14) Man. After all that, it almost seems pointless to talk about Bohemian Rhapsody. “Jupiter Jazz” is a tough act to follow. But just to fill out my contractual obligations, let’s touch on a couple of things. The crew is searching for a mysterious criminal mastermind who is behind what amounts to an identity theft scheme involving the interstellar transit gates. (When people pull up to the gate, he uses their EZ-Pass cards to access and drain their bank accounts. Not too shabby. They eventually figure out that the man behind the scheme is Chessmaster Hex, a brilliant engineer who was largely responsible for designing the gates to begin with, but was fired after he grew dissatisfied with the system. (It’s vaguely implied, but never actually stated, that he realized the gates were unsafe and would wind up blowing up the world the way they did.) To get his revenge, set up an elaborate and fully automated plan to take revenge fifty years down the line. But in the intervening time, Hex has became completely senile, so that the person who actually committed the crime is, for all intents and purposes, gone.
This isn’t played for horror, amazingly enough. (I may have a slightly more than rational fear of losing my mind.) Overall the tone of the episode is wacky and fun, sort of in line with “Stray Dog Strut” and “Heavy Metal Queen.” It’s also a fun one for playing the “find a Cowboy Bebop logic flaw” game. For instance, Hex’s plan to take revenge on the Gate company wiped out the life savings of many innocent tollbooth users, and mildly inconvenienced the Gate company executives in that they had to answer a lot of angry phone calls. Mission accomplished! Also, at the end of the episode, when Jet figures it all out, he confronts the gate executives about it. So far so good. They ask how much money it’ll take to keep him quiet. So far so good! Nothing, says Jet, just don’t hassle that senile old man any more. Let him live out the rest of his life in peace. Ed has taken to playing chess with him over the internet, and it would make her sad to lose her partner. Very noble of Jet to put his surrogate daughter’s happiness above material gain. Very dramatically satisfying. On the other hand, could one perhaps ask for the old man’s safety… AND a few hundred million dollars? Just how much Jet got screwed on this deal becomes apparent in the closing shot of the episode, where, after trouncing Ed at chess one last time, Chessmaster Hex dies. In peace, granted. Still, for sacrificing the financial security of his entire crew, Jet bought, like, a week of peaceful, hassle-free existence for an old man who, remember, the Gate company had no real motivation to mess with anyway. The execs didn’t want revenge, after all they just wanted to stop the theft, and Hex was no longer in any position to stop it. Speaking of which… are we to understand that people are just going to keep on getting their accounts drained from now until the end of the series?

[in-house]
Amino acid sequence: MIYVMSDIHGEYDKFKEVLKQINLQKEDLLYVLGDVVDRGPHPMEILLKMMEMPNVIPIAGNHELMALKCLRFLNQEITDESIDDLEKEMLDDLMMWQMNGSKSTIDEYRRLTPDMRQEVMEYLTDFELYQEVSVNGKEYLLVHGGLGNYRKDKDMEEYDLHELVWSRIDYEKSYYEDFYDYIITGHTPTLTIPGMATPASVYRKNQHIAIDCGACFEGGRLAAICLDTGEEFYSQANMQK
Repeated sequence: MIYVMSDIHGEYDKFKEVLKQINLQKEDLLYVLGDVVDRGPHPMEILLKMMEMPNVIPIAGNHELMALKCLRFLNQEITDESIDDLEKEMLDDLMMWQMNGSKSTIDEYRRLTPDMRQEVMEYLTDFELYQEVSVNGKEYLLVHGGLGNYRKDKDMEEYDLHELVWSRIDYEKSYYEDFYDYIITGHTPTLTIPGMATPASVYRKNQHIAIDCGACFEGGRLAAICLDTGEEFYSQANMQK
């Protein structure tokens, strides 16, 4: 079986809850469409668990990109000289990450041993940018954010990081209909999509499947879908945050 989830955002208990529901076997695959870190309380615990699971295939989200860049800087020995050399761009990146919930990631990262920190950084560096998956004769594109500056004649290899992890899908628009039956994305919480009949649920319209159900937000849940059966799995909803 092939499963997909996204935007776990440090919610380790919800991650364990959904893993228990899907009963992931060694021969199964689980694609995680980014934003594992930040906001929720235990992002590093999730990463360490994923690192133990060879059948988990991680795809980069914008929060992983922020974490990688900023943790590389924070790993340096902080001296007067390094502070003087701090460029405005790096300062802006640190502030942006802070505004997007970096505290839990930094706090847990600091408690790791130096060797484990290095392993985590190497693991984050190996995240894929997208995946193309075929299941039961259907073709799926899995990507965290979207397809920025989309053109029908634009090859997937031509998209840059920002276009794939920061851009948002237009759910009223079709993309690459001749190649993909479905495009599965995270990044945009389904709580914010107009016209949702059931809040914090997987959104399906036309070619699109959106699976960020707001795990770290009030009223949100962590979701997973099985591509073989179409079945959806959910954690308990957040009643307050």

But none of that much matters. Two things really stand out here. First is that this episode borrows heavily from the music of earlier episodes. This isn’t the first time a cue has ever been reused, but it’s the first time that it’s been systemic. I rather suspect that this means something – not sure what yet – for the next arc of episodes. Second, Faye has high-heeled shoes on her spacesuit. Yeesh.
Random, parting thoughts: Gren’s full name is Grencia Mars Elijah Guo Eckener. So… Gren or Grencia == Glen or Glenda? Cute, Cowboy Bebop writers. Real cute.